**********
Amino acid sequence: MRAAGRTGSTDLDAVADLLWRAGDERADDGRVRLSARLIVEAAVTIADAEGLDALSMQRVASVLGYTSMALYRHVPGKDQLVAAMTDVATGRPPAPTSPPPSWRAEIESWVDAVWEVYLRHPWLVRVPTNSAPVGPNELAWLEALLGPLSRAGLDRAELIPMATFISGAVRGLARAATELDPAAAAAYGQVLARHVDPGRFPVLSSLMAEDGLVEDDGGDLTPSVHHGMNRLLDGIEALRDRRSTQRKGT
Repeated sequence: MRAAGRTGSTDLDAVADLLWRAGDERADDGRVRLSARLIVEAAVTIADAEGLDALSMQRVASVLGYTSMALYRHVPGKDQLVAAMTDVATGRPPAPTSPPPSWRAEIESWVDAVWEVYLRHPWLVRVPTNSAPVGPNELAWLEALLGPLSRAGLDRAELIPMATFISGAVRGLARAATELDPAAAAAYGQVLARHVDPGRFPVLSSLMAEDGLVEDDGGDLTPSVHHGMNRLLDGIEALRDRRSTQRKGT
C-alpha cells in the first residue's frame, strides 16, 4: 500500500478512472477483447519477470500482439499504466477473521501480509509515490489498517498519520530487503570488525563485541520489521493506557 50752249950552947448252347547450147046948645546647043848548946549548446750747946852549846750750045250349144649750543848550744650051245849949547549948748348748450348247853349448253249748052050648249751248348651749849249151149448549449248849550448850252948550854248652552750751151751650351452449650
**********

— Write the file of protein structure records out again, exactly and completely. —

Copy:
Amino acid sequence: MRAAGRTGSTDLDAVADLLWRAGDERADDGRVRLSARLIVEAAVTIADAEGLDALSMQRVASVLGYTSMALYRHVPGKDQLVAAMTDVATGRPPAPTSPPPSWRAEIESWVDAVWEVYLRHPWLVRVPTNSAPVGPNELAWLEALLGPLSRAGLDRAELIPMATFISGAVRGLARAATELDPAAAAAYGQVLARHVDPGRFPVLSSLMAEDGLVEDDGGDLTPSVHHGMNRLLDGIEALRDRRSTQRKGT
Repeated sequence: MRAAGRTGSTDLDAVADLLWRAGDERADDGRVRLSARLIVEAAVTIADAEGLDALSMQRVASVLGYTSMALYRHVPGKDQLVAAMTDVATGRPPAPTSPPPSWRAEIESWVDAVWEVYLRHPWLVRVPTNSAPVGPNELAWLEALLGPLSRAGLDRAELIPMATFISGAVRGLARAATELDPAAAAAYGQVLARHVDPGRFPVLSSLMAEDGLVEDDGGDLTPSVHHGMNRLLDGIEALRDRRSTQRKGT
C-alpha cells in the first residue's frame, strides 16, 4: 500500500478512472477483447519477470500482439499504466477473521501480509509515490489498517498519520530487503570488525563485541520489521493506557 50752249950552947448252347547450147046948645546647043848548946549548446750747946852549846750750045250349144649750543848550744650051245849949547549948748348748450348247853349448253249748052050648249751248348651749849249151149448549449248849550448850252948550854248652552750751151751650351452449650